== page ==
Information is data that is significant to the observer because of its significance to the observer. Knowledge consists of information supported by intention or direction. We can say that knowledge is what turns information into instructions (recipes). Critics of the DIKW concept suggest that this notion of knowledge can be useful (and effective) in a business context, but does not agree well with what has been thought of as knowledge for thousands of years. According to DIKW, knowledge is the result of filtering information, while "traditional" knowledge and related processes, not to mention wisdom, are the result of more complex processes: social, cultural, etc. That is, DIKW gives a distorted and simplified representation of knowledge and wisdom. However, "the distinctive characteristics of knowledge are still subject to ambiguity in philosophy," and the answer to the question, "Where do you see the difference between data and information?" very few specialists, even from the IT sphere, can give. Therefore, the introduction of the data-information-knowledge relationship, albeit in a simplified form, is undoubtedly useful.

Data Science Life Cycle

The figure below illustrates the five stages of the data science life cycle:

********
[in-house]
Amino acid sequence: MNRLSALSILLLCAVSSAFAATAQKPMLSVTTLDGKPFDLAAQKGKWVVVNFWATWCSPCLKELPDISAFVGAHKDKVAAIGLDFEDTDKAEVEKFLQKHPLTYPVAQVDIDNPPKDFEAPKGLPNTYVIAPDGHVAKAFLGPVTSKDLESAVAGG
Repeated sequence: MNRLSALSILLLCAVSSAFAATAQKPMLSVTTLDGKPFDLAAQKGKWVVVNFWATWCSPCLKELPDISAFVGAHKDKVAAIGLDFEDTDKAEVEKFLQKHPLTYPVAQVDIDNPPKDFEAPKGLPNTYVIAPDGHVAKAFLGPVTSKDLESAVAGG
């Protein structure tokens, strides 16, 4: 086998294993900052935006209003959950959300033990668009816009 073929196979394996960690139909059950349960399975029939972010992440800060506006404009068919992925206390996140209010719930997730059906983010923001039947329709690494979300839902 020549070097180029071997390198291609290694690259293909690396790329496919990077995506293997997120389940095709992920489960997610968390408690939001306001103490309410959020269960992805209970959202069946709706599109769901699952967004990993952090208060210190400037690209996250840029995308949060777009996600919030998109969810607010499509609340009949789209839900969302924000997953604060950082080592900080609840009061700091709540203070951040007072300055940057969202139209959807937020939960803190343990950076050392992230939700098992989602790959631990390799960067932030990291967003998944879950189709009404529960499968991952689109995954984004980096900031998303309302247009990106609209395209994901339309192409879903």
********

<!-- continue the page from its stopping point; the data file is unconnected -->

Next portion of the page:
• Capture (capture) — data collection, data input, signal reception, data extraction).
  • Maintain (support) — data storage, data cleansing, data preparation, data processing, data architecture).
  • Process — Data Mining, Clustering / Classification, Data Modeling, Data Synthesis).
  • Analyze — search / confirmatory, predictive analysis, regression, text analysis, qualitative analysis).
  • Communicate (communicating results) — data transfer, data visualization, business intelligence, decision making).

    Accordingly, a Data Scientist must be able not only to mine and analyze, but also to process large amounts of data, and use a variety of tools. There is no unambiguous description of this profession yet, and it is unlikely to appear in the near future — too much depends on the scope of application of data skills.

The main tasks of a Data Scientist

A data scientist should be able to:

  • extract the necessary information from a variety of sources;
  • use information flows in real-time;
  • to establish hidden patterns in data sets;
  • statistically analyze them to make smart business decisions.

    The data scientist must be curious and result-oriented, have a good knowledge of the industry in which he works, and have good communication skills that will allow him to explain the obtained technical results to his “non-technical” colleagues. He must have significant experience in statistics and linear algebra, as well as knowledge in programming, data warehousing, mining, and modeling to build and analyze algorithms.